Netgear has released firmware updates to address high-severity vulnerabilities that affects over a dozen of its smart switches used on corporate networks.
The company fixed three security flaws that affect 20 Netgear products most of which are smart switches. Technical details and proof-of-concept (PoC) exploit code for two of the bugs are publicly available.
According to an advisory from Netgear, a new firmware version is available for some of its switches impacted by three security vulnerabilities that received severity scores between 7.4 and 8.8 on a scale of 10.
The bugs are identified as PSV-2021-0140, PSV-2021-0144, PSV-2021-0145, as tracking numbers have yet to be assigned. Many of the affected products are smart switches, some of them with cloud management capabilities that allow configuring and monitoring them over the web.
- GC108P (latest firmware version: 18.104.22.168)
- GC108PP (latest firmware version: 22.214.171.124)
- GS108Tv3 (latest firmware version: 126.96.36.199)
- GS110TPP (latest firmware version: 188.8.131.52)
- GS110TPv3 (latest firmware version: 184.108.40.206)
- GS110TUP (latest firmware version: 220.127.116.11)
- GS308T (latest firmware version: 18.104.22.168)
- GS310TP (latest firmware version: 22.214.171.124)
- GS710TUP (latest firmware version: 126.96.36.199)
- GS716TP (latest firmware version: 188.8.131.52)
- GS716TPP (latest firmware version: 184.108.40.206)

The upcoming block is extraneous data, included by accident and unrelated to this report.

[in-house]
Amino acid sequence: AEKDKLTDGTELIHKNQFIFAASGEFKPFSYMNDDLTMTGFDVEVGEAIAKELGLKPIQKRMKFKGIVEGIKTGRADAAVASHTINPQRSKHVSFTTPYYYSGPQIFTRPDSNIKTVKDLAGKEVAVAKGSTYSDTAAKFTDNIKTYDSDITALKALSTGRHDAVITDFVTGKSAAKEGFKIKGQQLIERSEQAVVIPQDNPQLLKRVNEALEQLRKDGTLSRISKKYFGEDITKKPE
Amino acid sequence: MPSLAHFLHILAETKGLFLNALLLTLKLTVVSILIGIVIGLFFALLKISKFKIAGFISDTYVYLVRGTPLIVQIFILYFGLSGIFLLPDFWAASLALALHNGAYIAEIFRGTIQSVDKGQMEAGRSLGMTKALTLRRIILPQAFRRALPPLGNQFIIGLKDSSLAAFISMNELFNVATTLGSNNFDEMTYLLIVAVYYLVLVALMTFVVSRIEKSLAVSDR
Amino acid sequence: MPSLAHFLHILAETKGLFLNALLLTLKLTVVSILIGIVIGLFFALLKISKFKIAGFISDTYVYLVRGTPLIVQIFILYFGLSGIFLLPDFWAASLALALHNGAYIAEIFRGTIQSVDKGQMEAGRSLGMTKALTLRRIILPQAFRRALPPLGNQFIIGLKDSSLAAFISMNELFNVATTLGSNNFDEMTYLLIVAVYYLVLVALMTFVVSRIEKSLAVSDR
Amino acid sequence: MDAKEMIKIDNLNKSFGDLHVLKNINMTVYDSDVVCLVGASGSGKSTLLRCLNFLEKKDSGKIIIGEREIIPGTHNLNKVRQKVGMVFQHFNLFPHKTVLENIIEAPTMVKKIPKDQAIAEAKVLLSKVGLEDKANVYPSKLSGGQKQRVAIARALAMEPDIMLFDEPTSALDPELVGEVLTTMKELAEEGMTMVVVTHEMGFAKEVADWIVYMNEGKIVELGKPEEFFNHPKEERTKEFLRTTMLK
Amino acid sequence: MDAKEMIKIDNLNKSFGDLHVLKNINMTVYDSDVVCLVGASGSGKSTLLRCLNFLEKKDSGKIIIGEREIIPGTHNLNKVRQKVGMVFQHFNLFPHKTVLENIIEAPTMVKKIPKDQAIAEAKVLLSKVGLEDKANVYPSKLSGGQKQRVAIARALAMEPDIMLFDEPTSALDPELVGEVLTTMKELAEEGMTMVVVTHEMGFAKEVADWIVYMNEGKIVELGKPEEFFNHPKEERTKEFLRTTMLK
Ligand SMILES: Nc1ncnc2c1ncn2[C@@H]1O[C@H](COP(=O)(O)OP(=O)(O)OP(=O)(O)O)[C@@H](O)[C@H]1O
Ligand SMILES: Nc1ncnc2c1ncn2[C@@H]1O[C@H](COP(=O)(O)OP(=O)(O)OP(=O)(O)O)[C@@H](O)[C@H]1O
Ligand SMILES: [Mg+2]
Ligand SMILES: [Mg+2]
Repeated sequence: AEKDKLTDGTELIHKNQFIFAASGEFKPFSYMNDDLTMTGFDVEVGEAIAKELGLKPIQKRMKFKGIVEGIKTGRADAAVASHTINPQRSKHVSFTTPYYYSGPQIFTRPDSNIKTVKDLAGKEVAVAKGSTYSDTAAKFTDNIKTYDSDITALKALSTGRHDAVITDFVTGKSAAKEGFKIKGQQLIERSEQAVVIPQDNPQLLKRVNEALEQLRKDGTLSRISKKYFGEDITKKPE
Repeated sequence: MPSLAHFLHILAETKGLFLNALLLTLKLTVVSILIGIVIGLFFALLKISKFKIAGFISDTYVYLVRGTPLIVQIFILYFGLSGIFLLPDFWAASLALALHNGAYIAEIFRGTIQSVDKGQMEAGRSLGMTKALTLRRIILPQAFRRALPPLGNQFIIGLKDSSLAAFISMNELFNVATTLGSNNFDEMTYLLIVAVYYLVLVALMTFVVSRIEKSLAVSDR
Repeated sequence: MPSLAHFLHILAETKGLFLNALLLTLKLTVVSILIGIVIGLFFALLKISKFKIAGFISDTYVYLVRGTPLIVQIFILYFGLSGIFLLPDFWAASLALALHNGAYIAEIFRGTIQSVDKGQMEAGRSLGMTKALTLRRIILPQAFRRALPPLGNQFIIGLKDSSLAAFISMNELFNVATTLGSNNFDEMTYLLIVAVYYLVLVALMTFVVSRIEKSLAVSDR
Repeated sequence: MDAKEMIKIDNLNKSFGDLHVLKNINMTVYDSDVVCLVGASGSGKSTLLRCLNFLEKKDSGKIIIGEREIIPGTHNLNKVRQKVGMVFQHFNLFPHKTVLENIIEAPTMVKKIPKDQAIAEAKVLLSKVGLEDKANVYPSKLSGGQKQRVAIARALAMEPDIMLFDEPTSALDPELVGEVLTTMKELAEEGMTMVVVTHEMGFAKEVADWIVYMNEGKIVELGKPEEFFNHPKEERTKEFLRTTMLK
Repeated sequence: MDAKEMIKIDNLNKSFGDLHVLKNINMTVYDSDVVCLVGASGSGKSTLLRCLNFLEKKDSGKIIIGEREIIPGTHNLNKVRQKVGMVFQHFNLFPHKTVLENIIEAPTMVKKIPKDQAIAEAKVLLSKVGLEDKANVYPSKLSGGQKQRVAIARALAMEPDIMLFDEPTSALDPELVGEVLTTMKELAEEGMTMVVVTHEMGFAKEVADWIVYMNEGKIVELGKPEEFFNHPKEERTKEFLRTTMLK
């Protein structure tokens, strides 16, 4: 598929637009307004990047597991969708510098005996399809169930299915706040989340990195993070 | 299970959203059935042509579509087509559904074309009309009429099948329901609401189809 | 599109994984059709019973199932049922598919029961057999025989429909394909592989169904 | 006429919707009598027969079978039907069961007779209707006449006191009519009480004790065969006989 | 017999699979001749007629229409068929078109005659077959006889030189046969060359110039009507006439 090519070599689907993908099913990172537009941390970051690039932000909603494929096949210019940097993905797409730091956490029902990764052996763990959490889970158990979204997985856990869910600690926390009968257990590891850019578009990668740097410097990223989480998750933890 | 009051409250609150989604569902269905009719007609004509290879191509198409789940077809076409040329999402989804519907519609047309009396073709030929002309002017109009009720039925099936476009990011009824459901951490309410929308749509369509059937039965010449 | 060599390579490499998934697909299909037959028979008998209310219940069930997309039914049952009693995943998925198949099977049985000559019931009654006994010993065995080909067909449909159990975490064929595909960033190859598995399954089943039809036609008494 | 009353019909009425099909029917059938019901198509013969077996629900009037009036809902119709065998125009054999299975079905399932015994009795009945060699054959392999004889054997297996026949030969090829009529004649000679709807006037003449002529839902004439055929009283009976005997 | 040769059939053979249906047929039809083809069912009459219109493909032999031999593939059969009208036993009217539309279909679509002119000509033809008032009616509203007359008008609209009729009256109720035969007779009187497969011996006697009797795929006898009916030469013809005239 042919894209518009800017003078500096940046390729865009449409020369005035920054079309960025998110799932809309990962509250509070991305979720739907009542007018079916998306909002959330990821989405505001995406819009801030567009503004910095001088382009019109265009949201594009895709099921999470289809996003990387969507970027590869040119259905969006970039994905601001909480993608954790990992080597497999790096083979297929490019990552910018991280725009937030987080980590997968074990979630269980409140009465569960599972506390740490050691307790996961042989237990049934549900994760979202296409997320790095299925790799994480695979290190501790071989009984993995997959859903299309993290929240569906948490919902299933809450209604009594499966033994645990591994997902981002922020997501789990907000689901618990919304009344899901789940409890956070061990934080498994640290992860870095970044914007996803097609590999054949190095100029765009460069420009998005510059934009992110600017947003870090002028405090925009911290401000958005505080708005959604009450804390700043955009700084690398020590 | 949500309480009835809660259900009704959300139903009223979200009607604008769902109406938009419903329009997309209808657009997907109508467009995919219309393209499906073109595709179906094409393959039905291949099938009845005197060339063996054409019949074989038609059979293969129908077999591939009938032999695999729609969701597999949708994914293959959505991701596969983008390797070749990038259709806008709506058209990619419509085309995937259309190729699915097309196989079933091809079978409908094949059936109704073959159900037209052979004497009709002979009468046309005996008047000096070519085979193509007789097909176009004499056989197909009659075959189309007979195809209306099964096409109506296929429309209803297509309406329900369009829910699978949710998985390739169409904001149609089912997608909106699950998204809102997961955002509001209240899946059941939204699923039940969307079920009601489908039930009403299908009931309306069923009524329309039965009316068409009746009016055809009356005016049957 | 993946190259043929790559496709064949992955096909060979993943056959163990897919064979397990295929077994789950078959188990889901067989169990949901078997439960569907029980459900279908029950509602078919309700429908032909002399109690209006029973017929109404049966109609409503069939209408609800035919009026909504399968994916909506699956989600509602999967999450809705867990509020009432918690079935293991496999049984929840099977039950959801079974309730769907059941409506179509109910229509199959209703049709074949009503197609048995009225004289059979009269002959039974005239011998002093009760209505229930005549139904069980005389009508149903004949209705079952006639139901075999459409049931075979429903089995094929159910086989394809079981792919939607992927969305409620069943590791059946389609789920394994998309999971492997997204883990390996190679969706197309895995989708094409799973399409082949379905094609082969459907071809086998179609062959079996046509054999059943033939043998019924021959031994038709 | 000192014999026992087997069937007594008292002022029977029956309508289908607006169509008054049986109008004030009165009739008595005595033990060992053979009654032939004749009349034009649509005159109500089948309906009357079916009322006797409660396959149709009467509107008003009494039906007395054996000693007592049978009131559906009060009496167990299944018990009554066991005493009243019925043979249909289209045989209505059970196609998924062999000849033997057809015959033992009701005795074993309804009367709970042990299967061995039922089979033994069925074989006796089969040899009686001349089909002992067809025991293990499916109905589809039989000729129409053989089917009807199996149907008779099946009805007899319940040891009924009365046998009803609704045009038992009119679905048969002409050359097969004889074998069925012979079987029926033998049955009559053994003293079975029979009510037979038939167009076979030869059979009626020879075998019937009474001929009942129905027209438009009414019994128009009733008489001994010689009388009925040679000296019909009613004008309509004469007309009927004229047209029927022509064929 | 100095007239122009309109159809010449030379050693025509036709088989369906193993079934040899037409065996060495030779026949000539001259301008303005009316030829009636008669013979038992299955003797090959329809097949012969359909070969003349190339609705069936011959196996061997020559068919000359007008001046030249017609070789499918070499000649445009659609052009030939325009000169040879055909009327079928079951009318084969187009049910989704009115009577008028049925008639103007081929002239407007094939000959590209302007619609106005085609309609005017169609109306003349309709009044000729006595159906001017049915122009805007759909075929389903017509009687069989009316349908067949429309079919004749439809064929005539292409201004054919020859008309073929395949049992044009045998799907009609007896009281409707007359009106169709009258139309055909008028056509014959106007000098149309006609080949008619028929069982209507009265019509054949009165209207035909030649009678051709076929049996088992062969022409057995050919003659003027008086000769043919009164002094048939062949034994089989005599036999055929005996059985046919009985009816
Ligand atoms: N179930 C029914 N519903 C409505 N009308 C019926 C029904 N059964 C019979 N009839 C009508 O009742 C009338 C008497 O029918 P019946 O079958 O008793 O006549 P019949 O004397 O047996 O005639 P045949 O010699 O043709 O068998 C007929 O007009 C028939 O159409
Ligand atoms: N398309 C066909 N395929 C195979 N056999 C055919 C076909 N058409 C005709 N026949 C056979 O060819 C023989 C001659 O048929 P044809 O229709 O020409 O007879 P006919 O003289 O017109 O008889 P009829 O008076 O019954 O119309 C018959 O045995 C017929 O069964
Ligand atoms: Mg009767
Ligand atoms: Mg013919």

- GS724TPP (latest firmware version: 220.127.116.11)
- GS724TPv2 (latest firmware version: 18.104.22.168)
- GS728TPPv2 (latest firmware version: 22.214.171.124)
- GS728TPv2 (latest firmware version: 126.96.36.199)
- GS750E (latest firmware version: 188.8.131.52)
- GS752TPP (latest firmware version: 184.108.40.206)
- GS752TPv2 (latest firmware version: 220.127.116.11)
- MS510TXM (latest firmware version: 18.104.22.168)
- MS510TXUP (latest firmware version: 22.214.171.124)
The company recommends the users to download the latest firmware as soon as possible.
The security researcher Gynvael Coldwind, who found and reported the vulnerabilities, explained two of the issues and provided demo exploit code for them.
In his security report, Coldwind says that one of the flaws, which he calls Demon’s Cries, is an authentication bypass that could, under certain conditions, allow an attacker to take control of a vulnerable device.
A prerequisite for exploiting this bug is that the Netgear Smart Control Center (SCC) feature is active. By default, they are turned off.
The severity score given by Netgear for this bug is 8.8, as an attacker should be on the local network to be able to exploit it.
However, the researcher disagrees and marks the severity of this vulnerability as critical at 9.8. He argues that the specifications for version 3.1 of the Common Vulnerability Scoring System notes that the Attack Vector: Network (over the internet) should be used even for the intranet attacks:
But, a remote attacker would need the help of a user on the network to exploit the flaw. This drops the severity security score to 8.8.
The second vulnerability that Coldwind detailed got the name Draconian Fear and he defines it as an “authentication hijacking.” The description accounts for an attack where a threat actor would need the same IP address as an admin to “hijack the session bootstrapping information.”
So, an attacker would have full admin access to the device’s web user interface, giving them complete control over the device.
Details about the third vulnerability, which is named Seventh Inferno, will be available later.